Are you drinking your calories?

Are you drinking your calories?

We often hear the phrase you are what you eat, but not much thought is given to what individuals drink. Many find it easier to reach for a can of soda or processed juice before water, which can amount to almost 200 to 300 calories consumed, depending on the beverage. This can be a problem considering these beverages are not nutrient-dense meals. Based on people’s requirements, this can easily count as 20% of the calories their body requires in a day. With much of the discussion focused on our eating habits, it is easy to miss that the drinks we consume also play a significant role in our health, particularly for those on weight loss or weight management journeys.

I have noticed with my patients, time and again, that they believe the problem solely lies with soft drinks, and once they reduce or cut these out of their diets, they are good to go. Whilst soft drinks can account for empty calories, the problem does not stop there. Most drinks, including the daily tea and coffee options from go-to cafes, have calories that come from added sugar, such as honey, jaggery, processed sugar, and more. Most of the time these will not provide any nutritional value to the body and can further contribute to increasing a person’s weight. According to a survey conducted by SUN Cohort in 2016, obesity is a major epidemic in developed countries in the 21st century, with one of the main causes of obesity being energy imbalance, which contributing factors include a sedentary lifestyle, epigenetic factors, and excessive caloric intake through food and beverages. High consumption of caloric beverages, such as alcohol or sweetened drinks, can particularly contribute to weight gain, and lower satiety has been associated with the intake of liquids instead of solid calories. 

Research shows that liquids do not promote the same feeling of fullness as solid foods do. When you drink something, it eliminates the act of chewing, which may impact the signals between the stomach and the brain. This means that the calories that you are drinking will not promote the same amount of fullness between meals as eating the calories might.

It is important to remember, especially for those looking to lose weight, that it is not just about the number of calories consumed but also about the nutrients in those choices. For instance, broccoli is a nutrient-dense food that is packed with vitamins, minerals, and phytonutrients and is relatively low in calories. On the other hand, a cup of coffee with sugar is an example of a nutrient-poor, higher-calorie option. 

So how do you make sure that you are not drinking too many calories? The first step would be to make a conscious effort to replace your daily sugary carbonated drink with other options like sugar-free choices, sugar-free flavoured or plain water. Water is not only free of calories but is essential for life and health. All of the tissues and organs within the human body require water to maintain their structure and function. A good idea is to buy a reusable water bottle and carry it everywhere with you so you always have it on hand.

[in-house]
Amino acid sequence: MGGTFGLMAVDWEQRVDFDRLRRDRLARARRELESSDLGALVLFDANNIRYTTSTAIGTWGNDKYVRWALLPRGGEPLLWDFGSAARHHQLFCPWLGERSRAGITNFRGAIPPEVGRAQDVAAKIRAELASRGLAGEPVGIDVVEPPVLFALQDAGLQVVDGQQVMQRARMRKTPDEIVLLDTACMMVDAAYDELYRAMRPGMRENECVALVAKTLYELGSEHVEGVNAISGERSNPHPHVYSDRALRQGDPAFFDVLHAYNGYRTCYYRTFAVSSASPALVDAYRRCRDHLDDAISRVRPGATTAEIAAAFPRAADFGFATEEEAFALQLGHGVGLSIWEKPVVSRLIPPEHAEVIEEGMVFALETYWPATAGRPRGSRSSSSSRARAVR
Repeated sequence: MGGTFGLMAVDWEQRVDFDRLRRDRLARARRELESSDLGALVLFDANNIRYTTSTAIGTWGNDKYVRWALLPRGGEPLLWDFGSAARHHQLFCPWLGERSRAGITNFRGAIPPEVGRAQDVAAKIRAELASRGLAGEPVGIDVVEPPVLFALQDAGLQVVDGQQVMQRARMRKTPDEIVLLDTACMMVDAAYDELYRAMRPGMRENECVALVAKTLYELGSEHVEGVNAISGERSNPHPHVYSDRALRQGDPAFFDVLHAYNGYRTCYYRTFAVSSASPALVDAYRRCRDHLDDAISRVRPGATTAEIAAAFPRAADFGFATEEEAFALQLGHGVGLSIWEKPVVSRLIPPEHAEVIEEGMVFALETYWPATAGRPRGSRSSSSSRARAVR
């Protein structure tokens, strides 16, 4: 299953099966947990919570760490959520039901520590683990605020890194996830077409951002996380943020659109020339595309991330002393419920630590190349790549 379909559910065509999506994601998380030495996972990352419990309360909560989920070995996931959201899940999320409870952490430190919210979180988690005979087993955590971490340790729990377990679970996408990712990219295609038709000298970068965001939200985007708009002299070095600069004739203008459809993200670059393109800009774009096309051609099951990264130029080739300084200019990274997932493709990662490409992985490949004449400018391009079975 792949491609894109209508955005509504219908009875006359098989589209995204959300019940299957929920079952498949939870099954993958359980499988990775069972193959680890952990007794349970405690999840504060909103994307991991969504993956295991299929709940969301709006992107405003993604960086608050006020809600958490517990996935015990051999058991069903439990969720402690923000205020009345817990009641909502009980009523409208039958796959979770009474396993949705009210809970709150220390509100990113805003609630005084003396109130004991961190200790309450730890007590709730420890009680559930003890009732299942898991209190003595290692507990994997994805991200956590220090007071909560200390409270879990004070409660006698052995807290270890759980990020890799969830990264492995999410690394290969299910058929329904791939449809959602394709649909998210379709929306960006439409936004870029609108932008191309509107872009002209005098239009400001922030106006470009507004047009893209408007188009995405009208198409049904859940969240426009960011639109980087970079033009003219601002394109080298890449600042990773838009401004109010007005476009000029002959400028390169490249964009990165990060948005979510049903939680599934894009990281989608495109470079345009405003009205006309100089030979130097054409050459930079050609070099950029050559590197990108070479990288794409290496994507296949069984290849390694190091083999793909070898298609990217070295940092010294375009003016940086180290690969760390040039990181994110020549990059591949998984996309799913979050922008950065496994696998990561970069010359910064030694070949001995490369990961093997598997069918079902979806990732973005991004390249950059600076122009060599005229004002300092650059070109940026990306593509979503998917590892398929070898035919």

Depending on how frequently you consume sugary sodas, cutting down could be a good start. There is a significant body of research that supports the benefits of this choice, demonstrating that substituting water and other zero-calorie beverages for sugar-sweetened beverages has a positive impact on both weight and body composition. drink calories you are

Try some of these tips to avoid calorie-laden beverages: 

  • Add fresh fruit, like slices of citrus or watermelon, to flat or sparkling water for a boost of flavour
  • Try adding cucumber slices for a refreshing twist to the water 
  • Sparkling water (or seltzer) can be a great way to enjoy a bubbly, flavorful beverage without any calories
  • Swap your sugar-sweetened beverages for ones that are lower in sugar or sugar-free

So, the next time you are at a store walking through the aisles with beverages, don’t forget to read the nutrition labels on the items in your cart to see which ones have the most added sugars. Remember that you can make a healthier choice every step of the way by choosing water and other healthier, low-calorie beverages over the highly sweetened ones. drink calories you are

This Article is contributed by Saja El Masri, an Allurion Program Nutritionist.

Disclaimer: All views and opinions expressed in TheBrew Opinion – TheBrew opinion section – are those of the authors and do not necessarily reflect the official policy or position of, the company, or any of its members.

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